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Ski and Ride the Winter Sun

Come ski and ride the winter sun on the incredible slopes in the Land of Enchantment! Our eight alpine and three Nordic ski areas dotted throughout the state will provide you with the ultimate in sporting options, stunning scenery, unbelievable food, out-of-this-world shopping, and a never-to-be-forgotten cultural experience. And—oh yes—exceptional skiing and riding.

New Mexico Ski Areas

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Ski Areas at a Glance

Angel Fire Torchlight parade

ANGEL FIRE RESORT

KNOWN FOR: Great family atmosphere.

WHERE TO EAT/DRINK: Try Legends Grill, especially if it’s Taco Tuesday, or El Jefe for lunch at the resort, or Enchanted Circle Brewing Company in town.

VERTICAL FEET: 2,077

SKIABLE ACRES: 560

AVERAGE SNOWFALL: 210 inches


Taos Ski Valley

TAOS SKI VALLEY

KNOWN FOR: Steep skiing, great learning center, good bars and restaurants, the Blake Hotel.

WHERE TO EAT/DRINK: Cafe Naranja or Bumps Market for breakfast or brunch and the Bavarian for après. 192 at the Blake, the Blonde Bear Tavern, or the Hotel St. Bernard for dinner.

VERTICAL FEET: 3,281

SKIABLE ACRES: 1,249

AVERAGE SNOWFALL: 300 inches


Jonathan Ellsworth at Ski Santa Fe.

SKI SANTA FE

KNOWN FOR: Great tree skiing, good family programs, proximity to Santa Fe, and good access to backcountry skiing.

WHERE TO EAT/DRINK: Head to Totemoff’s at mid-mountain, grab a picnic table and a green chile cheeseburger, and enjoy the live music.

VERTICAL FEET: 1,725

SKIABLE ACRES: 660

AVERAGE SNOWFALL: 225 inches


Ski Apache

SKI APACHE

KNOWN FOR: Its gondola, Mescalero Apache ownership, one of the southernmost ski areas in the country.

WHERE TO EAT/DRINK: Hit Spirit Bar for après, the Inn of the Mountain Gods Resort & Casino to pull some slots, Wendell’s for fine dining and live music. In Ruidoso, Win, Place & Show has regular live country music, and Noisy Water Winery offers great local reds.

VERTICAL FEET: 1,900

SKIABLE ACRES: 750

AVERAGE SNOWFALL: 180 inches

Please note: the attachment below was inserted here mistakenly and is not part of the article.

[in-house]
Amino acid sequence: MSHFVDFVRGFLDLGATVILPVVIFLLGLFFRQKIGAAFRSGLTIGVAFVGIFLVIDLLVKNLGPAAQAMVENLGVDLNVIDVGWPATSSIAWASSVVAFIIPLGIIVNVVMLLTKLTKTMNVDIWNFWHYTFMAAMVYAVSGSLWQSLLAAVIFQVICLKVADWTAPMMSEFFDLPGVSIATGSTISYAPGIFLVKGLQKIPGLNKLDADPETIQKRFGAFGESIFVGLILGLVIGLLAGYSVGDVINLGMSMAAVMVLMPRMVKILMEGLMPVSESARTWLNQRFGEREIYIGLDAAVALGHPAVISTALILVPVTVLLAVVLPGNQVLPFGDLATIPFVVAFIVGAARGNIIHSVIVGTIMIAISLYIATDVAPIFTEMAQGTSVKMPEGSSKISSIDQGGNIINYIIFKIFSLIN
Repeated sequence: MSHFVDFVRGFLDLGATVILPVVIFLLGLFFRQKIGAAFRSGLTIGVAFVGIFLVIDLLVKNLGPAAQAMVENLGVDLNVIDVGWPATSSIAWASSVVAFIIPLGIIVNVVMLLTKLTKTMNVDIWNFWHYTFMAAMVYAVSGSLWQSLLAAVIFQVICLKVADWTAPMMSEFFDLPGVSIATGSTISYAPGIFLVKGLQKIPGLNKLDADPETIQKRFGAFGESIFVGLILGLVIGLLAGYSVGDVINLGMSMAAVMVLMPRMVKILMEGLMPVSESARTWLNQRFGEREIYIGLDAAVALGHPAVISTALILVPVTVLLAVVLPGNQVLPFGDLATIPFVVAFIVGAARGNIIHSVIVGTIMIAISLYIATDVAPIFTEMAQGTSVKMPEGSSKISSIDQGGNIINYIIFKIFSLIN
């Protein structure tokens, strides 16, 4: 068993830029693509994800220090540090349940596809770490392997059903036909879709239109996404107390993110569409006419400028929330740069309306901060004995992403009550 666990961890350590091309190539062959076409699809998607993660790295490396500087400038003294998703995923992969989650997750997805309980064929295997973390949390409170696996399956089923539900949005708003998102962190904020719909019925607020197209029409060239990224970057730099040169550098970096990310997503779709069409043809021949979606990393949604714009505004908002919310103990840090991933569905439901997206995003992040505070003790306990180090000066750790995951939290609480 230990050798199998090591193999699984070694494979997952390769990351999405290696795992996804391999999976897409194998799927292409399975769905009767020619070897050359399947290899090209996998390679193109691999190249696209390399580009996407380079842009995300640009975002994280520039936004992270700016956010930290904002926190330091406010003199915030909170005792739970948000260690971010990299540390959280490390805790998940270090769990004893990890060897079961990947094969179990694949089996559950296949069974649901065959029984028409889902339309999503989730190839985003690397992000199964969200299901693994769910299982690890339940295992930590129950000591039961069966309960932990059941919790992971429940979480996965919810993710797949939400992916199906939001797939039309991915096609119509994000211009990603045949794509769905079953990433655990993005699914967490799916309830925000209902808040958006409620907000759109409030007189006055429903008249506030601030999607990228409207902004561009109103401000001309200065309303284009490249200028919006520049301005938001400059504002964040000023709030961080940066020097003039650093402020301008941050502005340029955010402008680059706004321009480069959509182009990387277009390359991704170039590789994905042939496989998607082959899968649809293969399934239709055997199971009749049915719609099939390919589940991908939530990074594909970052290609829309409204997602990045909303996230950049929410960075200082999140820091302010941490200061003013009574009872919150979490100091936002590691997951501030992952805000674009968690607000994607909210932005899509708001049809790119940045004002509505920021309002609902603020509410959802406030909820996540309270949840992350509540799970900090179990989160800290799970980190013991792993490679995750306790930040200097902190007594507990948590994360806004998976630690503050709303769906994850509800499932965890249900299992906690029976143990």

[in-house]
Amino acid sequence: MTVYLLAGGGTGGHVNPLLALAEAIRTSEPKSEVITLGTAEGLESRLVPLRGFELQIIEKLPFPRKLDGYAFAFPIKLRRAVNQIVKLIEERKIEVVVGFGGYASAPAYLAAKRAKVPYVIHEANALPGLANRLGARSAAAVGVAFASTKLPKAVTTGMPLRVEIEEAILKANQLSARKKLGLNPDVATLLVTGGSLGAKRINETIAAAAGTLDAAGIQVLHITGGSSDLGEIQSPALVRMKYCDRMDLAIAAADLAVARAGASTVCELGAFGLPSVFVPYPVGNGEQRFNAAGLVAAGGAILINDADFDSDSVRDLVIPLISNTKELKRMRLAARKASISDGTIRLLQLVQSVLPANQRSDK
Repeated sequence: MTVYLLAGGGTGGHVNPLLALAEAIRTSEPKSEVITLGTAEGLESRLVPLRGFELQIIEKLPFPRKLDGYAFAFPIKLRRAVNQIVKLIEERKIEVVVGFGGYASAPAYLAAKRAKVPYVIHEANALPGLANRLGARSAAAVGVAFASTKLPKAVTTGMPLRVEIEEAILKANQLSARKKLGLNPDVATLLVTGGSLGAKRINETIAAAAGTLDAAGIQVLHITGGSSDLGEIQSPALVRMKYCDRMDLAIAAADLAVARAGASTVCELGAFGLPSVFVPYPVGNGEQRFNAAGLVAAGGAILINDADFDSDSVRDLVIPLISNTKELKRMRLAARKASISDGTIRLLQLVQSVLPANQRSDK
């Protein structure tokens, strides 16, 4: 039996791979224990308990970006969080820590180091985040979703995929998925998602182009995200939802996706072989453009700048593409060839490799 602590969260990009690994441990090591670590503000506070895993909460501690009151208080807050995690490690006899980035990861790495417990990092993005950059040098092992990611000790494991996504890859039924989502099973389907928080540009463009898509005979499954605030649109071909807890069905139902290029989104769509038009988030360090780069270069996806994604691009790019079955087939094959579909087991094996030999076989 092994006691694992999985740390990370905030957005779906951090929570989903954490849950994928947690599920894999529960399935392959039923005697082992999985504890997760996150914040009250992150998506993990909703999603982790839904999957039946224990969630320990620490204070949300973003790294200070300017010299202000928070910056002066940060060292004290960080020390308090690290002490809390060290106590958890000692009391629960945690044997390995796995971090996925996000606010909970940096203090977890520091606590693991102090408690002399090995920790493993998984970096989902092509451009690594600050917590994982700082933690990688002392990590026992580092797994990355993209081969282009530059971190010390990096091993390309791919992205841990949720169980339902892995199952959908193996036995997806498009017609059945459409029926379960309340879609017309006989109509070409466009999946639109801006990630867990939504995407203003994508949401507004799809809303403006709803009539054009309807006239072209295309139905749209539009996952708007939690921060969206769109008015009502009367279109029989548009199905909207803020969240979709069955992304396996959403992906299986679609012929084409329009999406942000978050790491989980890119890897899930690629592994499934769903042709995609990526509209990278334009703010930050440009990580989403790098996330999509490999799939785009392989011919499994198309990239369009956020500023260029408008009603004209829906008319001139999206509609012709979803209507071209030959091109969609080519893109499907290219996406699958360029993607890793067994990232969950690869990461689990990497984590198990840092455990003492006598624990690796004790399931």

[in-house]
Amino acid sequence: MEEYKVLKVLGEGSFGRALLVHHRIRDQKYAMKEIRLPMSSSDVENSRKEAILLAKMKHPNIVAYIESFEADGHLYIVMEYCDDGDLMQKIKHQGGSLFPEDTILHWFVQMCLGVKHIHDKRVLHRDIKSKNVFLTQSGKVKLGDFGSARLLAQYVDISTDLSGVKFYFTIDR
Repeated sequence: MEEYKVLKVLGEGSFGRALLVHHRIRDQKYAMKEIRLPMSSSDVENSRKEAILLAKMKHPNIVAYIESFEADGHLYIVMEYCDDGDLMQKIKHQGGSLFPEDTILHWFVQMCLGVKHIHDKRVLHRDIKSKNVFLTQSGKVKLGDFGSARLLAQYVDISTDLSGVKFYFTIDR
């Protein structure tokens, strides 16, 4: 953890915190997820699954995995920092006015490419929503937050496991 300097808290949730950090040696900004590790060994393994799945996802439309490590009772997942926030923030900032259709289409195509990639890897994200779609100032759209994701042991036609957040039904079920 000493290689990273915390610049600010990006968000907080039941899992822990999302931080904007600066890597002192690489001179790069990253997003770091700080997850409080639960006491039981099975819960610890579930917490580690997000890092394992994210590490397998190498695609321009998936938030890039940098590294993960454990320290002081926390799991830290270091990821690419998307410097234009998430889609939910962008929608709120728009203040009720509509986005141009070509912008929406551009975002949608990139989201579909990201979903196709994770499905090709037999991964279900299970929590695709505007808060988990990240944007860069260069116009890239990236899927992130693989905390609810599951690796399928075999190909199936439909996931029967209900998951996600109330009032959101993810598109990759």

Sandia Book

SKI SANDIA PEAK

KNOWN FOR: Proximity to Albuquerque, the tram from the desert to the craggy Sandía Peak, great slopes for beginners and families.

WHERE TO EAT/DRINK: Ten 3, a brand-new stunner of a building on Sandía Crest, serves carb-loaded lunches and exclusive, high-end dinners. Sandiago’s Grill, at the base of the tram, whips up New Mexican classics, along with steaks and fish.

VERTICAL FEET: 1,700

SKIABLE ACRES: 200

AVERAGE SNOWFALL: 100 inches


Sipapu Ski Resort's  ski lift

SIPAPU SKI AND SUMMER RESORT

KNOWN FOR: Small size, family-friendly vibe.

WHERE TO EAT/DRINK: Try Riverside Café, on the second story of the historic lodge.

VERTICAL FEET: 1,055

SKIABLE ACRES: 200

AVERAGE SNOWFALL: 190 inches


Cloudcroft Snow Cat

SKI CLOUDCROFT

KNOWN FOR: Welcoming ski area for beginners. It’s a good value, too. Full-day junior lift tickets are just $35.

WHERE TO EAT/DRINK: In town, check out Cloudcroft Brewing Company or Mad Jack’s Mountaintop BBQ.

VERTICAL FEET: 700

SKIABLE ACRES: 74

AVERAGE SNOWFALL: 110 inches


Red River Torchlight Parade

RED RIVER

KNOWN FOR: A family atmosphere and a great ski school. Slopes that come right into a laid-back town with rustic mountain culture.

WHERE TO EAT/DRINK: Check out the Red River Brewing Company or head to the Grill, at the ski area base, a popular spot to watch torchlight parades on Saturday nights.

VERTICAL FEET: 1,600

SKIABLE ACRES: 209

AVERAGE SNOWFALL: 214 inches


Skier on the beginner's hill at Pajarito Mountain Ski Area

PAJARITO

KNOWN FOR: Great tree skiing, fun family atmosphere, lots of scientists.

WHERE TO EAT/DRINK: In Los Alamos, get a beer at Bathtub Row Brewing Co-Op and a burrito at El Rigoberto’s.

VERTICAL FEET: 1,440

SKIABLE ACRES: 750

AVERAGE SNOWFALL: 125 inches